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2002-08-15
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Posted in Punishment For Rape on 2002-09-21 18:32:24

In Arkansas, a man accused of raping an 11-year-old boy and soliciting another child for sex is to be surgically castrated as part of a plea agreement that he proposed. Had he gone to trial and lost, James Stanley would probably have been sentenced to life in prison. Under the plea agreement, he will be free in less than 20 years. But ironically given its usual positions on both sexual choice and lengthy incarceration, the ACLU opposes the deal. Although Stanley proposed it, the ACLU condemns the agreement as “cruel and unusual punishment.”

The ACLU argues that castration is unlikely to prevent future violence against children, trotting out the counterintuitive bromide that “rape has very little to do with sexual urge, and has a lot more to do with the urge to dominate another person.” Apparently, it is hard for the ACLU to accept that sexual desire can ever be bad. It cannot bring itself to acknowledge the obvious: that the basic problem in pedophilia is the underlying sexual perversion. The surgery Stanley seeks will alleviate his compulsive urge to molest children. James Stanley is begging to trade his cancerous sexuality for a chance to die a free man. Why does the “compassionate” ACLU want to deny him that choice?

Posted in Castration of sex offneders on 2002-09-21 18:31:11

In Arkansas, a man accused of raping an 11-year-old boy and soliciting another child for sex is to be surgically castrated as part of a plea agreement that he proposed. Had he gone to trial and lost, James Stanley would probably have been sentenced to life in prison. Under the plea agreement, he will be free in less than 20 years. But ironically given its usual positions on both sexual choice and lengthy incarceration, the ACLU opposes the deal. Although Stanley proposed it, the ACLU condemns the agreement as “cruel and unusual punishment.”

The ACLU argues that castration is unlikely to prevent future violence against children, trotting out the counterintuitive bromide that “rape has very little to do with sexual urge, and has a lot more to do with the urge to dominate another person.” Apparently, it is hard for the ACLU to accept that sexual desire can ever be bad. It cannot bring itself to acknowledge the obvious: that the basic problem in pedophilia is the underlying sexual perversion. The surgery Stanley seeks will alleviate his compulsive urge to molest children. James Stanley is begging to trade his cancerous sexuality for a chance to die a free man. Why does the “compassionate” ACLU want to deny him that choice?

Posted in Punishment For Rape on 2002-08-28 20:37:21

One Question I'd Like To Consider is: Can Castration Cure Sexual Offenders? By Kevin Cassell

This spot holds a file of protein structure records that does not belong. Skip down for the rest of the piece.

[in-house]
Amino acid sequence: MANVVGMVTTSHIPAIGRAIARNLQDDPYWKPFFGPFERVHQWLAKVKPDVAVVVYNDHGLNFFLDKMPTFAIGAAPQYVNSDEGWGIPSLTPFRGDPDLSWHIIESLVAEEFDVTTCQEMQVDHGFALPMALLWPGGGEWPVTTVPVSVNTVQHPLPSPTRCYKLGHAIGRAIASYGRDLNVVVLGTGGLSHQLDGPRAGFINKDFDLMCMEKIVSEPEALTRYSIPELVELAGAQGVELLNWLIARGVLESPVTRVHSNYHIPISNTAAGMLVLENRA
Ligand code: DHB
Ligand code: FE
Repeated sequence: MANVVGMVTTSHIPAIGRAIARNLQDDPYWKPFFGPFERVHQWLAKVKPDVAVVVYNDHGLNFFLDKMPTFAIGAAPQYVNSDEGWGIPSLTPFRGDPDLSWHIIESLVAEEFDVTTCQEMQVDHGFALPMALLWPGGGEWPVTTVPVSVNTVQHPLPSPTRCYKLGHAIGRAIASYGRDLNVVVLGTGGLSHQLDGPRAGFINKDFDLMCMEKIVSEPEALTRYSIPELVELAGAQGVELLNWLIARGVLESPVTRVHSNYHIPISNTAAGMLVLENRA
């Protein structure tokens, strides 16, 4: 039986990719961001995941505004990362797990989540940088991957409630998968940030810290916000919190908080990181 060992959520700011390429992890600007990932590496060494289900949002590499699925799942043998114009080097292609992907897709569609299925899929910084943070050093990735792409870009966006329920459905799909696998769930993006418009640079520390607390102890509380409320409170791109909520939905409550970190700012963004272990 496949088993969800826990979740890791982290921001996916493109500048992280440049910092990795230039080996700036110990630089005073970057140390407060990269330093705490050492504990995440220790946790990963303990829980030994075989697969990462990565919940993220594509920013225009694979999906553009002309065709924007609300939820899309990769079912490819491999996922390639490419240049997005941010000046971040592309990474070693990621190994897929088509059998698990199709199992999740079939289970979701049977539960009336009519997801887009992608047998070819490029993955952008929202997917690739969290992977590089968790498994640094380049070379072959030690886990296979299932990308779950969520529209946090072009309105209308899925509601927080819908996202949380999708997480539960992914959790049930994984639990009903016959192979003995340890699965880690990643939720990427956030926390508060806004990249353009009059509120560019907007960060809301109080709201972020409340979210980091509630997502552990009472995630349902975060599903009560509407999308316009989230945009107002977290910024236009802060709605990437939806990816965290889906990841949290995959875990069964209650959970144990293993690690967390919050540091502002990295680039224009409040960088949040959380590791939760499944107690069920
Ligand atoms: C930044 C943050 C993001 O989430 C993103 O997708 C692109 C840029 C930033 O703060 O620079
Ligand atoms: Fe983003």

My answer to this question: No. But according to a recent German study, it can reduce recidivism by sexual offenders when it's part of a rehabilitation / reintegration program including counseling in chemical dependency and depression management: Only 3% of surgically or chemically castrated offenders committed sexually-related crimes following their release from incarceration, compared to 43% of those who were not castrated. The American Civil Liberties Union opposes even "voluntary castration" as a form of cruel and unsual punishment. (It is illegal in most states.) One of its arguments is that sexually-related crimes have little, if anything, to do with sex; rather, it has everything to do with power manifested through violence. This may very well be true. But, still, it's ludicrous to completely take the "sex" out of sexually-related crimes. If an offender were merely interested in power, he wouldn't become physically aroused if he didn't assign to that power an erotic association. Sexual arousal in men--and for that matter, violent proclivities as well--has a lot to do with two things (1) the culture (and subcultures) they inhabit and have been socialized by, and (2) their testosterone levels. The first can be dealt with, imperfectly perhaps, through rehabilitation which recognizes that, even though the culture can't be changed to suit the offender, the offender may be changed to better suit his culture. The second can be dealt with, again perhaps imperfectly, by eliminating the primary source of testosterone: the offender's testes. This may sound cruel to the humansitic liberal, but it serves practical, civic, and finally humanistic purposes. Yes, in some cases, perhaps castration will have the opposite effect and make offenders more violent by virtue of the fact that they've been "robbed" of that thing so important to so many men: their "manhood." But in most cases, as studies suggest, reducing the sex-drive of sexual offenders as well as a primary chemical influence on aggressive behavior will afford them a greater chance of reintegrating with a society that promotes both sex and aggression iconographically while deploring its actual practice. Let's discard the myth that rape and child molestation are just "acts of violence". What about the pedophile who secretly videotapes children undressing in private so he can watch it later while pleasuring himself? Is that "violence"? Is it all about power and control? Not really. But it is sexual in nature, and I assume that the same desires of this "safe" pedophile help to motivate the "dangerous" ones, the child molesters. Addressing issues of power and violence is only half the story; attending to the deeply ingrained and probably unchangeable sexual psyche of such offenders is the other. More states should allow incarcerated sexual offenders the option of chemical or surgical castration (the latter is more effective, some scientists claim) as part of a comprehensive rehabilitation process that includes drug and alcohol awareness and anger management.